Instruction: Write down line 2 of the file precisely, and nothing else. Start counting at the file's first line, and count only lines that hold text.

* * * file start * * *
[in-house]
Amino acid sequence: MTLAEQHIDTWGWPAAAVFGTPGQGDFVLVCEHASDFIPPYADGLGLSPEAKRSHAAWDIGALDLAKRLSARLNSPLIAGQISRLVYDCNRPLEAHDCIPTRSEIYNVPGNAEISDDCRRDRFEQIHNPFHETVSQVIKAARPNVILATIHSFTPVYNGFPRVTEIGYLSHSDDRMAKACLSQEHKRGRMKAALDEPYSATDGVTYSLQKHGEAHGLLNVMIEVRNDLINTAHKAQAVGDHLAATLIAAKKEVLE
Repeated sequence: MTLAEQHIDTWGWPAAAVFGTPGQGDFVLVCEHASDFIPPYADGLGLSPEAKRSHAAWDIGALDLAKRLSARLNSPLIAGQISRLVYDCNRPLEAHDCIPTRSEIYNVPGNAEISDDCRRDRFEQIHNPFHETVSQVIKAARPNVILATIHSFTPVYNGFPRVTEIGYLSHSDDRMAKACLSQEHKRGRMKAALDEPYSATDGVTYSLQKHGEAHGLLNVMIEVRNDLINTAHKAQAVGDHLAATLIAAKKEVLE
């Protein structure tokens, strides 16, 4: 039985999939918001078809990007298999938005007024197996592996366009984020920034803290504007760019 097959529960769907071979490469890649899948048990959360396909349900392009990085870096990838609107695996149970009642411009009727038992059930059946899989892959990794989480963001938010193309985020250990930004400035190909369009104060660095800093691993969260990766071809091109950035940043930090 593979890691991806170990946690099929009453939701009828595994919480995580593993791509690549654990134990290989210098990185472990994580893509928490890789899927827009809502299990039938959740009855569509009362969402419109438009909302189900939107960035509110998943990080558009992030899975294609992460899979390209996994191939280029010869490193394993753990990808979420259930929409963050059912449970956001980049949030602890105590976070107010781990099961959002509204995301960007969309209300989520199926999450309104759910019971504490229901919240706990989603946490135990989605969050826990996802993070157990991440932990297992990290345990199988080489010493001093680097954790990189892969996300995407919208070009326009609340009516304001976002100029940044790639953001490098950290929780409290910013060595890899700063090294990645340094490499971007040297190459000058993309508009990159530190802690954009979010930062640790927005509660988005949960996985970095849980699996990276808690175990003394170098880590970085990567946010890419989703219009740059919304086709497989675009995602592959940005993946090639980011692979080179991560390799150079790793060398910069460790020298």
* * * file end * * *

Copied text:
Amino acid sequence: MTLAEQHIDTWGWPAAAVFGTPGQGDFVLVCEHASDFIPPYADGLGLSPEAKRSHAAWDIGALDLAKRLSARLNSPLIAGQISRLVYDCNRPLEAHDCIPTRSEIYNVPGNAEISDDCRRDRFEQIHNPFHETVSQVIKAARPNVILATIHSFTPVYNGFPRVTEIGYLSHSDDRMAKACLSQEHKRGRMKAALDEPYSATDGVTYSLQKHGEAHGLLNVMIEVRNDLINTAHKAQAVGDHLAATLIAAKKEVLE